Wide-ranging portfolio at Hannover Messe 2015 Bosch driving Industry 4.0 forward with innovative products Sensors, software, and services for connected industrial production

  • Two-pronged strategy: Bosch is a seasoned leading exponent and leading provider
  • New solutions make both Bosch and its customers more competitive
  • Europe needs single digital market and fast internet
  • Example of condition monitoring: software as the basis for new business models
  • Trade fair partner country India is home to largest Bosch software development center outside Germany
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  • April 10, 2015
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press release

Stuttgart – At Hannover Messe 2015, Bosch is exhibiting a wide range of new solutions that show how manufacturing technology and competitiveness benefit from the opportunities offered by connectivity in what is known as Industry 4.0. The exhibits include networked sensors, innovative software solutions, network-compatible drives and controls, and production assistants from the APAS family. The technology and services company successfully uses the solutions on show in Hannover at its own manufacturing sites. “This broad portfolio is evidence of our expertise as a leading exponent and provider of connected manufacturing technology,” said Dr. Werner Struth, member of the Bosch board of management. He is responsible for the Bosch Production System and the Industrial Technology business sector, with its Packaging Technology and Drive and Control Technology divisions. “With this technology, we are making both ourselves and our customers more competitive, and this not only in high-wage countries such as Germany, but also worldwide.” Industry 4.0 opens up cost advantages in a number of ways, including resource conservation and higher productivity, as well as better quality.

Rapid adoption of Europe’s General Data Protection Regulation needed
But according to Struth, connected production is not solely a matter of technology: “At present, data-protection regulations vary from country to country in Europe. This is preventing European companies from being just as successful with connected solutions in their home markets and in international competition.” Struth reminded his audience that Europe is the world’s largest economic area. Bosch is confident that the Council of Ministers will reach a final decision on the EU General Data Protection Regulation before the summer recess, and that the regulation can thus be adopted before 2015 is out. “For companies to be able to exploit the EU’s huge business potential, the new General Data Protection Regulation urgently needs to be implemented before the year is out.” And because it is also crucial that companies have access to fast and reliable data exchange, Struth made an urgent plea for the rapid expansion of high-speed internet connections: “We could be world beaters in Industry 4.0, but slow internet connections are holding us back. These days, a reliable internet connection is just as important as supplies of water and electricity and a traffic infrastructure.”

“Focusing on our customers’ needs”
“At Bosch, connected manufacturing is already reality. The machinery, software, and concepts needed for it, are in everyday use at our manufacturing sites worldwide,” Struth said. “Connectivity offers the German mechanical engineering industry many opportunities to maintain the strong position it holds today. In particular, new business models tailored to customers’ needs will unleash the full potential of connected industry.” At Hannover Messe, Bosch is showing the technical basis for such new business models.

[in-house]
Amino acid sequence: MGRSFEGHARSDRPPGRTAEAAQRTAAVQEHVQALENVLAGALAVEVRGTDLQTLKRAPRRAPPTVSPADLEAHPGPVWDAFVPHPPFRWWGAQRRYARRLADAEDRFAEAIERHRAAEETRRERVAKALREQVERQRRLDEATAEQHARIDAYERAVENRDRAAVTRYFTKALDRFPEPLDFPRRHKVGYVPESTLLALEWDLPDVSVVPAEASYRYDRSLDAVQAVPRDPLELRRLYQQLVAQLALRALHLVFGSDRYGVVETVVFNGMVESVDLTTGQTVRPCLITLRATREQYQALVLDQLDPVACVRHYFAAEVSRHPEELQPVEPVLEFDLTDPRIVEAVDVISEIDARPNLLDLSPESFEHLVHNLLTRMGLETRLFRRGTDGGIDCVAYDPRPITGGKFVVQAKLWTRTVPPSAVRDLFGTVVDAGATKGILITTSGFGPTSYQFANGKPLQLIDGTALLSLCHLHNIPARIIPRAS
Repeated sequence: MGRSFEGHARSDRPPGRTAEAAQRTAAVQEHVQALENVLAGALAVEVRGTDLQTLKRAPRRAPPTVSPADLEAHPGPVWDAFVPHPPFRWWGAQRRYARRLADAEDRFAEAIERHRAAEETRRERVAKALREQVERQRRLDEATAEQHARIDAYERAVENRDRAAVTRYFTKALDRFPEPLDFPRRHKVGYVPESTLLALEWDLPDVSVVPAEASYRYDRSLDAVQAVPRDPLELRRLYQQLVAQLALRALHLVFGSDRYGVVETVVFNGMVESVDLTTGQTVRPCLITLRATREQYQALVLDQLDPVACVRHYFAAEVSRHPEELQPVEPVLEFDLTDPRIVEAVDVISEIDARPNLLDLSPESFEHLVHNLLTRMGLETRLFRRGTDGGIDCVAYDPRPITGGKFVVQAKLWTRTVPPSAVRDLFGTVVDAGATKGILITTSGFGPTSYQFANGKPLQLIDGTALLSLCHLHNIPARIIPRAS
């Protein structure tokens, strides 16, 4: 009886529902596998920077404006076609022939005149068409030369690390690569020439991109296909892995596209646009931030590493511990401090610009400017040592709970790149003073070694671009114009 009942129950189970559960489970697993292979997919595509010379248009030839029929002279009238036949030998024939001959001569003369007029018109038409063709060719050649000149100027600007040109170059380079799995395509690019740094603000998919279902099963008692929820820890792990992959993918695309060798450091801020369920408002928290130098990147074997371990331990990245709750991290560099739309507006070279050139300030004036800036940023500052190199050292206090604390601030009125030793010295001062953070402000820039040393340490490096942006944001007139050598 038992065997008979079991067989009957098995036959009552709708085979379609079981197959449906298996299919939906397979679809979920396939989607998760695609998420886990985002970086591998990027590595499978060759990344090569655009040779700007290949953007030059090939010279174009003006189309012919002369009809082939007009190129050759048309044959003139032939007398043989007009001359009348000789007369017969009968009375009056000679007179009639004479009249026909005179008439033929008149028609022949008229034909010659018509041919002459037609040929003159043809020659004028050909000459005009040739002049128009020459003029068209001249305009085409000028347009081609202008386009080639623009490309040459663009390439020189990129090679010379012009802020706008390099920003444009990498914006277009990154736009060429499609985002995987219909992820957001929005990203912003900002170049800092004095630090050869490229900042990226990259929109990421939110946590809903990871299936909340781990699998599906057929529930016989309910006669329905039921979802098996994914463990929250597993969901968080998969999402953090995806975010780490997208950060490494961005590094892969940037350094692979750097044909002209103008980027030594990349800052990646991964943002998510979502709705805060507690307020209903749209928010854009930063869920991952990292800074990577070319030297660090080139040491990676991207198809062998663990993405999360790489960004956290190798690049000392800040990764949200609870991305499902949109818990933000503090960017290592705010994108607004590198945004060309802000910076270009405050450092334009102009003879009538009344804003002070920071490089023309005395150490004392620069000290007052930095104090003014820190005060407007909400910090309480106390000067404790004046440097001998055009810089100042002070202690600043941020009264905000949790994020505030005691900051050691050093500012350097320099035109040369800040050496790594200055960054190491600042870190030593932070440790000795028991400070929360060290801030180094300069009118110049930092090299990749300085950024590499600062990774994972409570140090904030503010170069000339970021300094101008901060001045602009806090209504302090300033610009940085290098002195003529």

Online diagnosis for predictive maintenance
These include the service package known as ODiN, which stands for online diagnostics network. Using a cloud-based software platform, Bosch Rexroth can continuously record and analyze the operating status of users’ hydraulic systems. Wear and tear can be identified at an early stage. As part of a maintenance agreement, Rexroth then recommends any necessary work, which it then performs. This reduces maintenance costs. Moreover, such predictive maintenance also considerably reduces the risk of breakdown. Especially when the machinery involved is complex – at steel works, for example, or in mining operations – this can save the huge costs associated with any unscheduled downtimes. The same applies to packaging machinery for foodstuffs and pharmaceuticals, which has to be capable of extremely short cycle times and round the clock operation.

Data security and data protection
Werner Struth also pointed out that “keeping data secure is a core competence in all areas of connected production.” He stressed how important data protection and data security are for the widespread acceptance of Industry 4.0 solutions: “We will tell our customers what data we want to use for what purpose, and we will ask them for their express consent.” One central aspect here is authorized access to manufacturing lines. To ensure this, Bosch Software Innovations has come up with a new software solution. Called Remote Service Manager, it ensures that only authorized service technicians can log onto a machine remotely in order to perform a detailed status check. These checks allow errors to be detected quickly, and in many cases promptly remedied as well. In many cases, there is no longer any need for long and expensive journeys to the customer. One of the things Bosch is demonstrating at the trade fair is how the APAS production assistant can be remotely serviced in this way. Moreover, the Remote Service Manager provides a secure interface for uploading new software to machinery.

Connected sensors give a clear picture of the transportation process